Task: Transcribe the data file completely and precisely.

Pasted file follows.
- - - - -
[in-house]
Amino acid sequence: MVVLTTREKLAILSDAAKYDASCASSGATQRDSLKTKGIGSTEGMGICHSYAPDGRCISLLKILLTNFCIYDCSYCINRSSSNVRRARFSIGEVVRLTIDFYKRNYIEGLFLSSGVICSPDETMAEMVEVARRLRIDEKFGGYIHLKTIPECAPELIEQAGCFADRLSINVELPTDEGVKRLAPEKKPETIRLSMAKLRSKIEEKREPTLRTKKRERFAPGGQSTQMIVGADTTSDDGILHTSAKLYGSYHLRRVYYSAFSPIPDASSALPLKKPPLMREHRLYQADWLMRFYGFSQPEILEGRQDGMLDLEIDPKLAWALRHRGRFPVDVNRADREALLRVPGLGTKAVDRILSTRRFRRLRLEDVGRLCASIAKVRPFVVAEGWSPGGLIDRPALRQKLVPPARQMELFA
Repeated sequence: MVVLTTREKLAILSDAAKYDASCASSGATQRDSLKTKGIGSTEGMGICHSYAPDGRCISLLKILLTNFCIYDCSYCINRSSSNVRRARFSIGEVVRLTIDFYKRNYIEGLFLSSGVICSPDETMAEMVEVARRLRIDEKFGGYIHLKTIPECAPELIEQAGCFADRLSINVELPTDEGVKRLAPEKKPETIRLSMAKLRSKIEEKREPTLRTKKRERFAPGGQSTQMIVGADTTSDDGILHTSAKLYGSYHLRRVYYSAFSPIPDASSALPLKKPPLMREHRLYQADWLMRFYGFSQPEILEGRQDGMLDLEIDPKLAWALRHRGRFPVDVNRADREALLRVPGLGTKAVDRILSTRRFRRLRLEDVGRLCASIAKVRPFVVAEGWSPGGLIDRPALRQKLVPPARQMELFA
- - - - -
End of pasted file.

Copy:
[in-house]
Amino acid sequence: MVVLTTREKLAILSDAAKYDASCASSGATQRDSLKTKGIGSTEGMGICHSYAPDGRCISLLKILLTNFCIYDCSYCINRSSSNVRRARFSIGEVVRLTIDFYKRNYIEGLFLSSGVICSPDETMAEMVEVARRLRIDEKFGGYIHLKTIPECAPELIEQAGCFADRLSINVELPTDEGVKRLAPEKKPETIRLSMAKLRSKIEEKREPTLRTKKRERFAPGGQSTQMIVGADTTSDDGILHTSAKLYGSYHLRRVYYSAFSPIPDASSALPLKKPPLMREHRLYQADWLMRFYGFSQPEILEGRQDGMLDLEIDPKLAWALRHRGRFPVDVNRADREALLRVPGLGTKAVDRILSTRRFRRLRLEDVGRLCASIAKVRPFVVAEGWSPGGLIDRPALRQKLVPPARQMELFA
Repeated sequence: MVVLTTREKLAILSDAAKYDASCASSGATQRDSLKTKGIGSTEGMGICHSYAPDGRCISLLKILLTNFCIYDCSYCINRSSSNVRRARFSIGEVVRLTIDFYKRNYIEGLFLSSGVICSPDETMAEMVEVARRLRIDEKFGGYIHLKTIPECAPELIEQAGCFADRLSINVELPTDEGVKRLAPEKKPETIRLSMAKLRSKIEEKREPTLRTKKRERFAPGGQSTQMIVGADTTSDDGILHTSAKLYGSYHLRRVYYSAFSPIPDASSALPLKKPPLMREHRLYQADWLMRFYGFSQPEILEGRQDGMLDLEIDPKLAWALRHRGRFPVDVNRADREALLRVPGLGTKAVDRILSTRRFRRLRLEDVGRLCASIAKVRPFVVAEGWSPGGLIDRPALRQKLVPPARQMELFA